Anthrax released their For All Kings 7-Inch Box Set last week via Megaforce Records, and it’s a must have for every Anthrax fan. Continue reading
In Part 2 of our chat with Richard Williams of Kansas, we discussed the new make up of the band, and how it made the difference their new album The Prelude Implicit. We also discussed their relationship with their label, touring, and when and if the band plans to retire at some point.Continue reading
Kansas is one of the greatest bands of all-time, and certainly the best progressive rock band to ever come out of America. The band is best known for their slew of radio friendly cuts from the 70s, but always had strong rock albums musically, and were top-tier musicians, especially live. They are back this month with their first new album in over a decade and half, The Prelude Implicit, from InsideOut Music. Longtime guitarist, and band leader Rich Williams chatted with Keith Chachkes of Ghost Cult to discuss changes in the group, their bright new future.Continue reading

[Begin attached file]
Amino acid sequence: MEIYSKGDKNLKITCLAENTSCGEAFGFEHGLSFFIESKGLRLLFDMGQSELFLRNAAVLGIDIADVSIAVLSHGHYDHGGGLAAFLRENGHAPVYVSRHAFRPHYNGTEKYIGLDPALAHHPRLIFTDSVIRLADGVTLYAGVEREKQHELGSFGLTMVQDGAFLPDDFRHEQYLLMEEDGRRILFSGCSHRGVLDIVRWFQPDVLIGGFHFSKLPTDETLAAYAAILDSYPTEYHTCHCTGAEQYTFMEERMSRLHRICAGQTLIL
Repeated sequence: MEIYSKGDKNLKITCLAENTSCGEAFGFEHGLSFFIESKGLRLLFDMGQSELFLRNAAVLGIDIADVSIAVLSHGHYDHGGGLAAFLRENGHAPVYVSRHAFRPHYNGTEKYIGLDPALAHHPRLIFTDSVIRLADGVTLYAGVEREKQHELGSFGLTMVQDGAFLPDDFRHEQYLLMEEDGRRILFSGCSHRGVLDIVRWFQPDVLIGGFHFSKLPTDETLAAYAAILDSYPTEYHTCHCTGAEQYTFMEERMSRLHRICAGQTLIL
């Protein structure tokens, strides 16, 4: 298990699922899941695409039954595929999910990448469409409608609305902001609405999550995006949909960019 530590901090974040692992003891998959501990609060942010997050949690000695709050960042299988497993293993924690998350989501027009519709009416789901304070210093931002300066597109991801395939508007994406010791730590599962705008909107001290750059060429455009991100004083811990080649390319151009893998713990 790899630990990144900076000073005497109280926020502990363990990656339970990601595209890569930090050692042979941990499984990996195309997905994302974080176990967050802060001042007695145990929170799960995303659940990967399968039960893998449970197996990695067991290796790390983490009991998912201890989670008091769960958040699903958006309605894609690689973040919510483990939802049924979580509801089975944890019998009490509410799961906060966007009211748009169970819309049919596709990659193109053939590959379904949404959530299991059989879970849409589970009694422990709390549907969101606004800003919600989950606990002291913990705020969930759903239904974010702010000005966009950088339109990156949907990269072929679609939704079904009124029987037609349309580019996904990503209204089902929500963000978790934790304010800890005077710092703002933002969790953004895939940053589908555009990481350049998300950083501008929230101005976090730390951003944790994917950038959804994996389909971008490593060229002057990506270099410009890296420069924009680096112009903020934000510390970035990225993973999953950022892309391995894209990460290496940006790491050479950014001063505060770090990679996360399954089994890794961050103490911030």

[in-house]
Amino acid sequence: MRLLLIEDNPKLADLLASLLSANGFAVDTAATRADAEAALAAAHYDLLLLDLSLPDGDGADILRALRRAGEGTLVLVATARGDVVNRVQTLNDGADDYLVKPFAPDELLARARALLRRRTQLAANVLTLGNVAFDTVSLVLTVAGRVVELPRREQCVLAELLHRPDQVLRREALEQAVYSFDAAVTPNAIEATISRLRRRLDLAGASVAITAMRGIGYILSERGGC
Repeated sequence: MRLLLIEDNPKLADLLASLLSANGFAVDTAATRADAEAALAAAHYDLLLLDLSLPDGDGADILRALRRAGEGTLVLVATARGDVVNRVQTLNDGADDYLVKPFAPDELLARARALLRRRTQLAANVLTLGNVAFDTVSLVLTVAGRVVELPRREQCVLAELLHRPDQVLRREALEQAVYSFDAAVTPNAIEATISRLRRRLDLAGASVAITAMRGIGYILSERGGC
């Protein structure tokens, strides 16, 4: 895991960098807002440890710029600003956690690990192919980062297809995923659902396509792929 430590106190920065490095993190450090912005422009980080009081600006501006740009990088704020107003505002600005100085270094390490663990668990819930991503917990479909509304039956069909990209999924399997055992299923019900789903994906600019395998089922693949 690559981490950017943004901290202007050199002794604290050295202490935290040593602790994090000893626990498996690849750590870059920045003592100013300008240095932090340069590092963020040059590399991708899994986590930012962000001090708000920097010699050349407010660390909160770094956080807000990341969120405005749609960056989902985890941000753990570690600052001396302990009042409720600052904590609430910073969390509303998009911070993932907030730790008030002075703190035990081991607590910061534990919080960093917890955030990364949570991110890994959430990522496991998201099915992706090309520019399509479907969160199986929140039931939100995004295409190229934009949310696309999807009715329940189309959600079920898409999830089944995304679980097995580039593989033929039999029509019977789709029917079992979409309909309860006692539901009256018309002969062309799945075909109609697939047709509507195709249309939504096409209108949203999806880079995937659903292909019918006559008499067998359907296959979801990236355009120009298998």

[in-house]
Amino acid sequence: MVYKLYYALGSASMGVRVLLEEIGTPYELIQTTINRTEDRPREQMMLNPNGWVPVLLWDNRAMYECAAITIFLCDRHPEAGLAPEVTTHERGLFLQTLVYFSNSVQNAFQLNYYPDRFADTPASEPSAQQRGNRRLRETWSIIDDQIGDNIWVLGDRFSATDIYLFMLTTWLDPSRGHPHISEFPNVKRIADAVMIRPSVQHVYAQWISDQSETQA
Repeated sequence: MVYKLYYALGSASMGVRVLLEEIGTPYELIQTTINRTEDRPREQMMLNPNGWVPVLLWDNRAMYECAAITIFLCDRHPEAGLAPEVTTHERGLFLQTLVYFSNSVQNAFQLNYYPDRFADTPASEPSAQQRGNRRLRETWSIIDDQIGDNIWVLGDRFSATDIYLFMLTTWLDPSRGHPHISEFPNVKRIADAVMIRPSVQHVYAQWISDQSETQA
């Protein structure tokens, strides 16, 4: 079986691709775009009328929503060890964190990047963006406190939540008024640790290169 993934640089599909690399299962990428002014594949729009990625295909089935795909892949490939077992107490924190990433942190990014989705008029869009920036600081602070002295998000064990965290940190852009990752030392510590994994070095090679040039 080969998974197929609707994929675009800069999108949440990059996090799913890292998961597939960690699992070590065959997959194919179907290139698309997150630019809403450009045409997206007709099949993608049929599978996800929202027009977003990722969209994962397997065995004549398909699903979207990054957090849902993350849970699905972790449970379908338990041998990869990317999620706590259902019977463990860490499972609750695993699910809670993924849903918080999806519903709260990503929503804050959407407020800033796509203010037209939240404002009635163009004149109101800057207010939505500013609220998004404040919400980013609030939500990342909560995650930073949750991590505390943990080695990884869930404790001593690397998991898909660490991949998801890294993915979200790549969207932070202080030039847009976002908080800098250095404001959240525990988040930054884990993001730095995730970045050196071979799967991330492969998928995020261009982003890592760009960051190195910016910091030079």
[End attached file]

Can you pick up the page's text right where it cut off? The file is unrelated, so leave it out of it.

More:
You can’t call yourself a proper prog band until you’ve attempted those two most indulgent of propositions… the ten minute long epic and the concept album. For their fourth album, Swedish retro rockers Horisont haven’t just attempted both, they’re brazenly flaunting it, kicking the Rise Above released album off with ten minute prog opera and title track ‘Odyssey’.
“The whole thing started when we were joking around saying “Let’s do a 10 minute song”,” laughs vocalist and keys man Axel Söderberg. “We really did think of it as a joke at first. But then we came round to it saying “You know, we should really do that, it’d be really cool”. So we proceeded from there, building the other songs around the same subject and it came together. It’s one of those songs where a 10 minute song doesn’t feel like a 10 minute song, so, then it’s a good 10 minute song!!”